A monumental thank you to both [Alan Fay] and [Steven Sutton] for tolerating over three hours of my questions and at least as many hours of lurking, and a much overdue thanks to my old friend [Brian Cribbs] for introducing me to the Freeside community.

Finally, I want to hear about your adventures. Drop me a line and tell me about your space’s politics, crazy mishaps, how you regulate safety, legal threats, the creepy guy who sat in his car outside your space while calling to ask if he can use it to put on a puppet show for children (You’ll have to ask [Steven] about that one), or anything you’d like to see in the next installment of Adventures in Hackerspacing.

7 thoughts on “Adventures In Hackerspacing: Freeside Atlanta, Part II

  1. Our local hackerspace did return my emails about donations, and politely said “We don’t want your stinkin e-waste!” and suggested I attend meetings, bring my stuff with me, see if anyone there wants it, if not, haul it back, or pay storage. I’m talking about brand new items, like dozens of 5V regulated wall-wart power supplies. Thanks, but no thanks. The local “junk store” has a “free” pile, and no matter how worthless the stuff people leave there, it always disappears! Every time I left a bunch of stuff in the free pile, some of it always ended up for sale inside the store! (I have no problem with that).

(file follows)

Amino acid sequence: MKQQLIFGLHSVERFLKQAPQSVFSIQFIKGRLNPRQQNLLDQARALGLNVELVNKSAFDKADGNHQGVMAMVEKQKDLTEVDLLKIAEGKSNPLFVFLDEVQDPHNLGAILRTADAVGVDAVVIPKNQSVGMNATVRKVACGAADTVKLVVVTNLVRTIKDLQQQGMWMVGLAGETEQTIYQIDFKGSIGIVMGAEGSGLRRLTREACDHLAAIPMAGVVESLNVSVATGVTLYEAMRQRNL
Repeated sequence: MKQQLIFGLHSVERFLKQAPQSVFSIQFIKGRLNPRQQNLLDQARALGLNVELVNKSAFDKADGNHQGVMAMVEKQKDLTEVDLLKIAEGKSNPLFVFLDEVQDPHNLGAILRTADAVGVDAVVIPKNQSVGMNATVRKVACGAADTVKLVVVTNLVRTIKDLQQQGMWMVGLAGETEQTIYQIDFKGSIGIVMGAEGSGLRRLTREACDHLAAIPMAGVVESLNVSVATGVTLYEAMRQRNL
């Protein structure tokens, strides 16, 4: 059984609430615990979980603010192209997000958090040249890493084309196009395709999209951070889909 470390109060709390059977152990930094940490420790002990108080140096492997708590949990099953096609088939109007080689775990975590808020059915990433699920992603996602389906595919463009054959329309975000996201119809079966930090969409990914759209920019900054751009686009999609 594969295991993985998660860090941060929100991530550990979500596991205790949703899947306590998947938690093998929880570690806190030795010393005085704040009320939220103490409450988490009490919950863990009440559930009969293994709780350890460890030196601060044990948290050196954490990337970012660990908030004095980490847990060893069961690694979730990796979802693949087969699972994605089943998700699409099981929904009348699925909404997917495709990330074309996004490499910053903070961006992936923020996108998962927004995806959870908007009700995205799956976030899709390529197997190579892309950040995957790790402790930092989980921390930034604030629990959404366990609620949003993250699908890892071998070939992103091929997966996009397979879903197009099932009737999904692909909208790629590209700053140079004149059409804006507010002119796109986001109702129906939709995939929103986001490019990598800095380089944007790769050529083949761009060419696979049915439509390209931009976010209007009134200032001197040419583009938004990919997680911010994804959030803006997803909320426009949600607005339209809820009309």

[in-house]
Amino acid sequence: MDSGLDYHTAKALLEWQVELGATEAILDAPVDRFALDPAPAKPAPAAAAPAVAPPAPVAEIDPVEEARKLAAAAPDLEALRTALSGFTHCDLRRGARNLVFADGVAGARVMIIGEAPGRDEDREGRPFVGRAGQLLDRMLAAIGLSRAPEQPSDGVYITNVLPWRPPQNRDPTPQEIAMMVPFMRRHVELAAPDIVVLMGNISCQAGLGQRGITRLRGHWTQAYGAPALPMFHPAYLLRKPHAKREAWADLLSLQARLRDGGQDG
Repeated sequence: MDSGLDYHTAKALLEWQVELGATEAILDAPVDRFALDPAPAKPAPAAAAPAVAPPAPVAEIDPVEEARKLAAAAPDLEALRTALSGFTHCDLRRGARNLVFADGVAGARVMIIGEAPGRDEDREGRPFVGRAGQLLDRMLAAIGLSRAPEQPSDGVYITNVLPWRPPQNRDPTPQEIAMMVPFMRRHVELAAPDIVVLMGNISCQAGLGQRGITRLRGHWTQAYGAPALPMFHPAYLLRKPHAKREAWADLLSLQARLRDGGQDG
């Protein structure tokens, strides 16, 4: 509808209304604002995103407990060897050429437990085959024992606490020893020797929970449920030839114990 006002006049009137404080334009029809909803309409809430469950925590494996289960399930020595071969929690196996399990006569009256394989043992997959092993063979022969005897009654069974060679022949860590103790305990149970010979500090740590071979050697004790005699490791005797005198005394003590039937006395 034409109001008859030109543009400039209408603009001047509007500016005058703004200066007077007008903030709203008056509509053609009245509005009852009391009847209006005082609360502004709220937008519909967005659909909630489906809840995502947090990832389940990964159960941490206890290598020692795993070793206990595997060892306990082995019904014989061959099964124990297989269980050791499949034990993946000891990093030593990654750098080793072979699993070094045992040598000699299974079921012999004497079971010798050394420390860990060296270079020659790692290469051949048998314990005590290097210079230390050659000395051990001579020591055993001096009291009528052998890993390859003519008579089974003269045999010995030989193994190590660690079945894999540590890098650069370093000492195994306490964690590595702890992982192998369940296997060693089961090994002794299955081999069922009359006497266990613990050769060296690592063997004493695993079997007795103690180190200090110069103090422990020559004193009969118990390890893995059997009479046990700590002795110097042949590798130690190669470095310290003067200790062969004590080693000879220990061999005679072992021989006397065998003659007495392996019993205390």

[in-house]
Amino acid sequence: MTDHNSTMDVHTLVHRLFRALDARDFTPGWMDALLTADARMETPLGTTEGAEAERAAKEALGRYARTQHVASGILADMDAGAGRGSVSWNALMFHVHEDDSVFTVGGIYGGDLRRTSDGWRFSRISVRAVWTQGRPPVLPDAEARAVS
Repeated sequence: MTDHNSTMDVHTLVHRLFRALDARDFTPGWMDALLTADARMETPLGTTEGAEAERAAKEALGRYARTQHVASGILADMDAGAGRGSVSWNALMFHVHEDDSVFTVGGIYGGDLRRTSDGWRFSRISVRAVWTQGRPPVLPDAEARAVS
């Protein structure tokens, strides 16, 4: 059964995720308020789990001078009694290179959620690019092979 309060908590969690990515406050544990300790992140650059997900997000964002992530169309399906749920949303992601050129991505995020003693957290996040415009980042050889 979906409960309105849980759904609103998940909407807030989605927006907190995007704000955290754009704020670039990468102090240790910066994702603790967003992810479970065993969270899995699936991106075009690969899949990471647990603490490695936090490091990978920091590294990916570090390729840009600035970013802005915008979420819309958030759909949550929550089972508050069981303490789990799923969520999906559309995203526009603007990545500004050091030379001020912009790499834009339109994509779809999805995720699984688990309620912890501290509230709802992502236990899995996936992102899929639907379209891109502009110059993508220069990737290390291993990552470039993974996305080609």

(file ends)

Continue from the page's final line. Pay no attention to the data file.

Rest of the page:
1. Where is all of your free stuff coming from? Our hackerspace would be thrilled to take dozens of regulated 5v wall warts off your hands. I would also be interested to hear opinions on accepting so called “e-waste” to scavenge for parts and components. We are trying to get hooked up with an e-recycling program but our state government requires either R2 (Responsible Recycling Practices Standard) , or e-Stewards certification in order to be approved. From my initial googling it appears this would be cost prohibitive for our small startup hackerspace unless we could secure grant funding to defray the costs.